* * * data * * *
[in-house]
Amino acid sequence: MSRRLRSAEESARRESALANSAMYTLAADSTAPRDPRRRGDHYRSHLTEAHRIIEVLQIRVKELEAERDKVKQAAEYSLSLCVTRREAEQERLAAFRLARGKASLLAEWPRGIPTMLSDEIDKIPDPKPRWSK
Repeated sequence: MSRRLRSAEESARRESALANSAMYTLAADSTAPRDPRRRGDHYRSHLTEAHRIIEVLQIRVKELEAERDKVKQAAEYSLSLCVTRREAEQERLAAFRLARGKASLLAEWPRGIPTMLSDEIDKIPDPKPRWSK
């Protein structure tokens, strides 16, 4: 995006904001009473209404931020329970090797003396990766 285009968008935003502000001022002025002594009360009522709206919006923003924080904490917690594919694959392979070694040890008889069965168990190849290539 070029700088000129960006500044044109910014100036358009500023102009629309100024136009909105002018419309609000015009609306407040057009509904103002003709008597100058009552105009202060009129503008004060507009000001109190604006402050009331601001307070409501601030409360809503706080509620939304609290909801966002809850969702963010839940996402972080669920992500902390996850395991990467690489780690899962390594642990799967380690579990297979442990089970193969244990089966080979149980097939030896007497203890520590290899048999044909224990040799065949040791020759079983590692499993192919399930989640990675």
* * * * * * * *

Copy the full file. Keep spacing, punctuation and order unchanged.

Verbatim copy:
[in-house]
Amino acid sequence: MSRRLRSAEESARRESALANSAMYTLAADSTAPRDPRRRGDHYRSHLTEAHRIIEVLQIRVKELEAERDKVKQAAEYSLSLCVTRREAEQERLAAFRLARGKASLLAEWPRGIPTMLSDEIDKIPDPKPRWSK
Repeated sequence: MSRRLRSAEESARRESALANSAMYTLAADSTAPRDPRRRGDHYRSHLTEAHRIIEVLQIRVKELEAERDKVKQAAEYSLSLCVTRREAEQERLAAFRLARGKASLLAEWPRGIPTMLSDEIDKIPDPKPRWSK
């Protein structure tokens, strides 16, 4: 995006904001009473209404931020329970090797003396990766 285009968008935003502000001022002025002594009360009522709206919006923003924080904490917690594919694959392979070694040890008889069965168990190849290539 070029700088000129960006500044044109910014100036358009500023102009629309100024136009909105002018419309609000015009609306407040057009509904103002003709008597100058009552105009202060009129503008004060507009000001109190604006402050009331601001307070409501601030409360809503706080509620939304609290909801966002809850969702963010839940996402972080669920992500902390996850395991990467690489780690899962390594642990799967380690579990297979442990089970193969244990089966080979149980097939030896007497203890520590290899048999044909224990040799065949040791020759079983590692499993192919399930989640990675």